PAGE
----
By Lynne Fernandez
In February, a provincial news release about changes to agricultural crown lands advised that “The Manitoba government has launched a consultation focused on agricultural Crown lands, to ensure upcoming policy changes reflect the views of the livestock industry while improving fairness and transparency in the system […]”.
How will these changes affect the Community Pastures Program, part of what was the federal government’s Prairie Farm Rehabilitation Administration initiative? Referred to as “Canada’s greatest success story” – the program started in 1935 to deal with the devastation the Dust Bowl brought to the southern prairies. It included initiatives to deal with erosion, water access, irrigation and grass management through the Community Pastures Programs. These pastures are found in Alberta, Saskatchewan and Manitoba and cover over 2 million acres in total. Read More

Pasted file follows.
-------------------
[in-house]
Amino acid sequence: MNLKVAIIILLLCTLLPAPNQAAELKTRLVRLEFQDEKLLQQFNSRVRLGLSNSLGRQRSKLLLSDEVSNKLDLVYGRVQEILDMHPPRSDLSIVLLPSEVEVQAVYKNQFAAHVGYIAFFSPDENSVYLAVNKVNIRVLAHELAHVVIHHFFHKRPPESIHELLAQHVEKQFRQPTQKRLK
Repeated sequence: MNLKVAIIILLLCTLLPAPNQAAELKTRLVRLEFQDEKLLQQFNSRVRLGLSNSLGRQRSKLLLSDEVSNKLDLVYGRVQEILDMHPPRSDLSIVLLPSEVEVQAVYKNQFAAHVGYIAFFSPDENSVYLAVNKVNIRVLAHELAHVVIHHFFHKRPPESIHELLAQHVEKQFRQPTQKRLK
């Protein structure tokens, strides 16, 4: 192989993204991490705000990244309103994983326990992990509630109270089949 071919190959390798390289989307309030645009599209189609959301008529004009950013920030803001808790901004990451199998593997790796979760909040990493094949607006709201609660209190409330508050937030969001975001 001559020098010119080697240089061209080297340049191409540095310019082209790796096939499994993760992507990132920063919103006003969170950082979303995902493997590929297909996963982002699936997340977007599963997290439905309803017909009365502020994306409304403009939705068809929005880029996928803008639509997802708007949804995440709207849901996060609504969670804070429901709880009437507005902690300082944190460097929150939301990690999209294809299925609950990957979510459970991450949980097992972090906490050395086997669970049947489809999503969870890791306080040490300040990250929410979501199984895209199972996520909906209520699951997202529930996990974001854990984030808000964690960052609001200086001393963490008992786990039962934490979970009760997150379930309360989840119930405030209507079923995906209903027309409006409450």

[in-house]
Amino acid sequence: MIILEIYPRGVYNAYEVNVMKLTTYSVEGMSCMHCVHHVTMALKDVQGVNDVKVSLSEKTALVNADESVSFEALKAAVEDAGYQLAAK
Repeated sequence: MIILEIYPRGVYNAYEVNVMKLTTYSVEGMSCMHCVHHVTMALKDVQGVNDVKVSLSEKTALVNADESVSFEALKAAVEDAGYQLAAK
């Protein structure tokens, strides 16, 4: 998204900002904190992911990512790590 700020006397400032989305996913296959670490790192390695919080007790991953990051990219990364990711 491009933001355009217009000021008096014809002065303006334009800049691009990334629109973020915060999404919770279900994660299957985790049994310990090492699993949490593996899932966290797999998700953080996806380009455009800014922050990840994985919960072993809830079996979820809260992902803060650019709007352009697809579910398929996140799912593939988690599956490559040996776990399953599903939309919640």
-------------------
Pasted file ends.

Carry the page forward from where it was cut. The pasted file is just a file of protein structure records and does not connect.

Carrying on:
FOR IMMEDIATE RELEASE [May 2, 2018]: Make Poverty History Manitoba launched it’s city poverty reduction plan Winnipeg Without Poverty: Calling on the City to Lead at 10am, May 2.
This report, endorsed by more than 90 organizations, calls on Winnipeg’s Mayor to be a champion for poverty reduction and commit to leading the development of a comprehensive poverty reduction plan. Up to 107,000 Winnipeggers are living in poverty. Read More